For the weeks that followed, I got to know my entire family, especially my grandfather. My first day helping him on the farm, I had to help him de-feather a chicken. I was scared; I thought somehow the dead chickens would feel the pain or that the chicken's family would come get revenge on me. When I whispered my little secret my grandfather laughed, a wholesome laugh and with a pat on the back told me I was the silliest rabbit he'd ever met. Then he smiled, and showed me how it was done, my first try, I pulled and screamed at the same time. Now some may say that it wasn't an acceptable way to get some quality time with your granddaughter, but I think I learned a lot that day. I helped herd the goats, walk the pig, and feed the baby pigs. I was aching all over by the end, but I learned to let go of my fears. Until then I would run away from goats, scream if a pig got near me, but after one day plucking chickens and such, the fear was gone.
Since that summer, I've visited my family many times and seen my grandfather whenever I can. Ever summer I spend with him and my family I learn more about myself. I learned that I am much more patient than I thought; that I love to experiment and to take risks and adventures. My second summer with my grandfather, I learned of a giant hill somewhere behind his home, and I grabbed a water bottle and camera and headed off, only to discover a giant aqueduct-type system at the top of the hill. It cleaned water, and sent it off to reserves where it would be stored or sent of homes. The water did not come to my grandfather's home, because he lived and still lives in a small wooden hand made house. He built it from the ground up, chopping the wood himself, building the roof. That was more than 30 years ago, and he is still continues to fix it up to this day. He worked hard his whole life, as a farmer. Even at the age of sixty-three, he wakes up before the sun rises, and takes care of his home, farm and family. He's taught me dedication, hard work and perseverance.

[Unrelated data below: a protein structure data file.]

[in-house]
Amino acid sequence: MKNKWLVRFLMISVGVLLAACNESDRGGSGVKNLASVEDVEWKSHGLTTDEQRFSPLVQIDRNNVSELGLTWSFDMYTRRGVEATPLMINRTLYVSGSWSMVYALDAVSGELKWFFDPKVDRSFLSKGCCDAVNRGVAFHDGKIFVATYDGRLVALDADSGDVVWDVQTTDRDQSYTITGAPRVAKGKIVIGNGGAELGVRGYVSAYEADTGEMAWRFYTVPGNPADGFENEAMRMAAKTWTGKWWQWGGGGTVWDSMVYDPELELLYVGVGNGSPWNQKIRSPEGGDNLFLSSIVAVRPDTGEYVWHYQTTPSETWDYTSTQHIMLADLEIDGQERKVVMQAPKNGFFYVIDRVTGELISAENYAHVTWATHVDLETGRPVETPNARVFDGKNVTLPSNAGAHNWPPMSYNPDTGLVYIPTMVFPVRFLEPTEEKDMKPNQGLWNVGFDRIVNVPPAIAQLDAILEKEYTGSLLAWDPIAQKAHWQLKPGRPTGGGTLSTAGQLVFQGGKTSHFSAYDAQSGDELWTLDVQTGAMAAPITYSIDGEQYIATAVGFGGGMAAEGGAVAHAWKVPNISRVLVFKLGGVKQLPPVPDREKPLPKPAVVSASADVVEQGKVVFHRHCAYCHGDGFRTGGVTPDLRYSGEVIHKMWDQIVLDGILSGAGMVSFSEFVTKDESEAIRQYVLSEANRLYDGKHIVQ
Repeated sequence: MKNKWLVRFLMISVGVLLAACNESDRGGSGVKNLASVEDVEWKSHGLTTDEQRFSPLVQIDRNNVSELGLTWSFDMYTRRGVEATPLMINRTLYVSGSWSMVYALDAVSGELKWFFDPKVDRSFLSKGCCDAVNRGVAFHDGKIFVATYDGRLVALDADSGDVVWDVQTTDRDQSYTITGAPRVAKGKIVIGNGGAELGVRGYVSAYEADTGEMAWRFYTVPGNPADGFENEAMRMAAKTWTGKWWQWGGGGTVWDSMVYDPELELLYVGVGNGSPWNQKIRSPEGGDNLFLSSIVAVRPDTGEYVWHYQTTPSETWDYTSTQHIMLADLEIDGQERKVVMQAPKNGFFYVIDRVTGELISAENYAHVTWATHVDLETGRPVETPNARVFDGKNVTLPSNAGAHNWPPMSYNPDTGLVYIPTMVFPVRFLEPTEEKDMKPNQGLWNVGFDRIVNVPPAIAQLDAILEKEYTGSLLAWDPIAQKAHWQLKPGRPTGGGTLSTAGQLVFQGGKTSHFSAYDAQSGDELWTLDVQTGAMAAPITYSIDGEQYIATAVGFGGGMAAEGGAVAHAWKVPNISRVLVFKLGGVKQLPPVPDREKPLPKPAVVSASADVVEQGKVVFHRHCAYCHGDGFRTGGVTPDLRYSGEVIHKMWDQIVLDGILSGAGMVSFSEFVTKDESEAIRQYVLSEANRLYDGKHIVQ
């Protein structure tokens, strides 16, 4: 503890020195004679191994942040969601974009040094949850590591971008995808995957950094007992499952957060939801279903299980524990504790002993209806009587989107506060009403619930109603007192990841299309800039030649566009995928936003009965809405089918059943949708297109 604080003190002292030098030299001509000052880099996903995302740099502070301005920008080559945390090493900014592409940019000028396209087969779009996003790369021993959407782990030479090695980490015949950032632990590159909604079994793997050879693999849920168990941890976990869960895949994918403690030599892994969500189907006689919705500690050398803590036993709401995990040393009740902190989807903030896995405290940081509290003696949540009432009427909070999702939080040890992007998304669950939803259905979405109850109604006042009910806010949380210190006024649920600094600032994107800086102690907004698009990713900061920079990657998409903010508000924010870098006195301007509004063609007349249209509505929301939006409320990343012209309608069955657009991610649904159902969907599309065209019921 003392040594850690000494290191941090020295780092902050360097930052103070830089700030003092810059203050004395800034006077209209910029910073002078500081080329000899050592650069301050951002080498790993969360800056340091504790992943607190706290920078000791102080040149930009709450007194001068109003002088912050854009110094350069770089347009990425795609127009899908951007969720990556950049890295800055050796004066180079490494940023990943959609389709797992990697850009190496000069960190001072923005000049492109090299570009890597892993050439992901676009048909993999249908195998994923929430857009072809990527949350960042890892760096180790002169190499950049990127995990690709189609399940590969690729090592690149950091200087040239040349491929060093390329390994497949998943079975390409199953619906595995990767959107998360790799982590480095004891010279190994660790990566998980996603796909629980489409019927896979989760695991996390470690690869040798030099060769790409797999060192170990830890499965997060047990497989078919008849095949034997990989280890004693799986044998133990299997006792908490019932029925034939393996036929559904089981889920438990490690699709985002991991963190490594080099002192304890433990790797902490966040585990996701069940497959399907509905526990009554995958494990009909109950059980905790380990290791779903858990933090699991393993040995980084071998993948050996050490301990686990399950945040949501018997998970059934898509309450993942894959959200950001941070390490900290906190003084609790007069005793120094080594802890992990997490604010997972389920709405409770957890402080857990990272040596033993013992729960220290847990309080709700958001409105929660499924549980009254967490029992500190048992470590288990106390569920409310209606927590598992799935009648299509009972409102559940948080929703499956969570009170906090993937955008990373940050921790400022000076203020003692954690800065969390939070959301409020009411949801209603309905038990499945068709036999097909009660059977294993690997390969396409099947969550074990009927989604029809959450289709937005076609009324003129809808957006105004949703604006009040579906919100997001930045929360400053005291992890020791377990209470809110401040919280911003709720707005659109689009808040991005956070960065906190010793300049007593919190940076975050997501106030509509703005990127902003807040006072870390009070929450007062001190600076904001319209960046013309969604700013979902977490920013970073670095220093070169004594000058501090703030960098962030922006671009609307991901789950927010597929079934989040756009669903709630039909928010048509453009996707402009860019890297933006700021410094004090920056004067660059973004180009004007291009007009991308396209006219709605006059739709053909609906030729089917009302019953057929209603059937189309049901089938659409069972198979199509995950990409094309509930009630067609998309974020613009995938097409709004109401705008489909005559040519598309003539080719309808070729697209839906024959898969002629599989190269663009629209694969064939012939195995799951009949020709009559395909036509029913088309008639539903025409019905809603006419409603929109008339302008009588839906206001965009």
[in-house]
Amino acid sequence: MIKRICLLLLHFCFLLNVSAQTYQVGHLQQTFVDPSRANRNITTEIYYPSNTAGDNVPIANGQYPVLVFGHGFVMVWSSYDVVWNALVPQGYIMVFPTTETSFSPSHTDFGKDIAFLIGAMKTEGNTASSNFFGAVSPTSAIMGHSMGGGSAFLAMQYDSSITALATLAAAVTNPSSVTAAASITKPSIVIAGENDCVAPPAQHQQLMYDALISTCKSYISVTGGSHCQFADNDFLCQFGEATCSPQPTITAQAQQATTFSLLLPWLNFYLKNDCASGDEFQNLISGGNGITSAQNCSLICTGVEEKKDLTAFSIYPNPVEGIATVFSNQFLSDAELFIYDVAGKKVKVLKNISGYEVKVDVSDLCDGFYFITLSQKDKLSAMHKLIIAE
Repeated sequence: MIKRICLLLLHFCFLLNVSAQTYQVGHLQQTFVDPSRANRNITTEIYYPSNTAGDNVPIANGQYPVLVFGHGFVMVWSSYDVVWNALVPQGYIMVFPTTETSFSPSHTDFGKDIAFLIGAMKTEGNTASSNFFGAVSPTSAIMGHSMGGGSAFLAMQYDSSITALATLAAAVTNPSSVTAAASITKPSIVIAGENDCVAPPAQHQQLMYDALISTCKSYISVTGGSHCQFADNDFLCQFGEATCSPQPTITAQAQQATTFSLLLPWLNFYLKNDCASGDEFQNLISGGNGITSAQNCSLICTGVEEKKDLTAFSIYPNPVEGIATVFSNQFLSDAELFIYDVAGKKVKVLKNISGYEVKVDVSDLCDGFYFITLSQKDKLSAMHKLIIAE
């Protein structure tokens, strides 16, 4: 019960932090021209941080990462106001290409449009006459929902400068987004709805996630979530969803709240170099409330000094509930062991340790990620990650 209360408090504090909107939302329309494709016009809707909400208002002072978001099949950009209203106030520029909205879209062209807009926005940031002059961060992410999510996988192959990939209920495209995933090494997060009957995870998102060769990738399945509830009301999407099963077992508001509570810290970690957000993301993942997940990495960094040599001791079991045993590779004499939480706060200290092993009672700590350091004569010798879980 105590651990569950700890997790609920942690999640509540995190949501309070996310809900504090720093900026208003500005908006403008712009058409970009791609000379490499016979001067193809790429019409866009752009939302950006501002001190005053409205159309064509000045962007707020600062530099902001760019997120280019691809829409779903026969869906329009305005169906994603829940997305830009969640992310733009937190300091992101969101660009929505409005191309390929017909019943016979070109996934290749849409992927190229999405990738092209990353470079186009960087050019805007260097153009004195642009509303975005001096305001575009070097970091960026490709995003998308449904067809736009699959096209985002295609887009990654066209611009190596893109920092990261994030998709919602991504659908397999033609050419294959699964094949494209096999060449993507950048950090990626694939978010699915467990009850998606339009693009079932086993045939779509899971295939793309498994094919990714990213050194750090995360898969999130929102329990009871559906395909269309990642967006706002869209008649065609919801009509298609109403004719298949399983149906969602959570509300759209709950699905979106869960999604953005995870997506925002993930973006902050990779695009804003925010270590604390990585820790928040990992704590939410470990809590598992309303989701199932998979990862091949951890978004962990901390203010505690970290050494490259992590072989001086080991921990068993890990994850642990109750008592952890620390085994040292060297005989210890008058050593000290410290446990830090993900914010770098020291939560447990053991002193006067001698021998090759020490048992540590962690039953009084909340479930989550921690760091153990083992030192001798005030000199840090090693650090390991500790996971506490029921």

I remember him as a quiet old man who told stories of his past. One story I will never forget. When my mom and her siblings where younger, they were extremely poor. When school began, my grandfather bought a pencil and notebook, which he then broke in half. My mom would always get angry because the younger kids would always get the side of the pencil with the eraser. He told me how they would write very small so that the books would last longer and sometimes he couldn't get them more supplies once they ran out.
Meeting my family was one of the greatest things ever to happen to me. My grandfather showed me what my family went through as children. They were poor and lived day-by-day, working and going to school. Sometimes they would not eat because there was not enough for everyone. He worked hard his entire life, looking over more then thirteen kids at one point. His responsibility, determination, and devotion have greatly influenced my person.
After that, I decided that if my parents could overcome the great poverty in which they grew up I could do the same and more. I could follow my dreams. Nothing and no one could stop me. I am intelligent and I have a family that loves me and will support me through it all. There was no doubt left in my mind, I wanted to do what my parents could not do. I wanted to go to college; I wanted to have a future for myself, one that would make me proud. Here was the lesson that my mom had tried to teach me for years: I am someone.